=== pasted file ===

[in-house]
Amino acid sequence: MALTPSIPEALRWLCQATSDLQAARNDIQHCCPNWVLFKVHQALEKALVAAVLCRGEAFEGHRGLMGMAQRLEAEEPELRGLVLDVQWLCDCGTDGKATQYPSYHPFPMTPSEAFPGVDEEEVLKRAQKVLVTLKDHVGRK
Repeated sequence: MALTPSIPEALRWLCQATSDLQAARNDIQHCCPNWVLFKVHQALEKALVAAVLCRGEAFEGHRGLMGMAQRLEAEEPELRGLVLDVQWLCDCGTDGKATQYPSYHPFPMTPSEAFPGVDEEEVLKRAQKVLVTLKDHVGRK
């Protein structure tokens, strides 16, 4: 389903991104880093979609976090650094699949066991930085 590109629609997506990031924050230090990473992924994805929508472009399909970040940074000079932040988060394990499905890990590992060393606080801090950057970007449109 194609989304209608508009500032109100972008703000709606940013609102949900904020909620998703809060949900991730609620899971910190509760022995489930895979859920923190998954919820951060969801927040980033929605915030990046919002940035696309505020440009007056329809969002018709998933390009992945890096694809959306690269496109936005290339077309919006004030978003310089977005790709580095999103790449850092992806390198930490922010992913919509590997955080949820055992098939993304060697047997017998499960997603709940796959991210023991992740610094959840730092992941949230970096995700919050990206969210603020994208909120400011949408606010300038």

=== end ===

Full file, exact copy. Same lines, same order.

[in-house]
Amino acid sequence: MALTPSIPEALRWLCQATSDLQAARNDIQHCCPNWVLFKVHQALEKALVAAVLCRGEAFEGHRGLMGMAQRLEAEEPELRGLVLDVQWLCDCGTDGKATQYPSYHPFPMTPSEAFPGVDEEEVLKRAQKVLVTLKDHVGRK
Repeated sequence: MALTPSIPEALRWLCQATSDLQAARNDIQHCCPNWVLFKVHQALEKALVAAVLCRGEAFEGHRGLMGMAQRLEAEEPELRGLVLDVQWLCDCGTDGKATQYPSYHPFPMTPSEAFPGVDEEEVLKRAQKVLVTLKDHVGRK
């Protein structure tokens, strides 16, 4: 389903991104880093979609976090650094699949066991930085 590109629609997506990031924050230090990473992924994805929508472009399909970040940074000079932040988060394990499905890990590992060393606080801090950057970007449109 194609989304209608508009500032109100972008703000709606940013609102949900904020909620998703809060949900991730609620899971910190509760022995489930895979859920923190998954919820951060969801927040980033929605915030990046919002940035696309505020440009007056329809969002018709998933390009992945890096694809959306690269496109936005290339077309919006004030978003310089977005790709580095999103790449850092992806390198930490922010992913919509590997955080949820055992098939993304060697047997017998499960997603709940796959991210023991992740610094959840730092992941949230970096995700919050990206969210603020994208909120400011949408606010300038």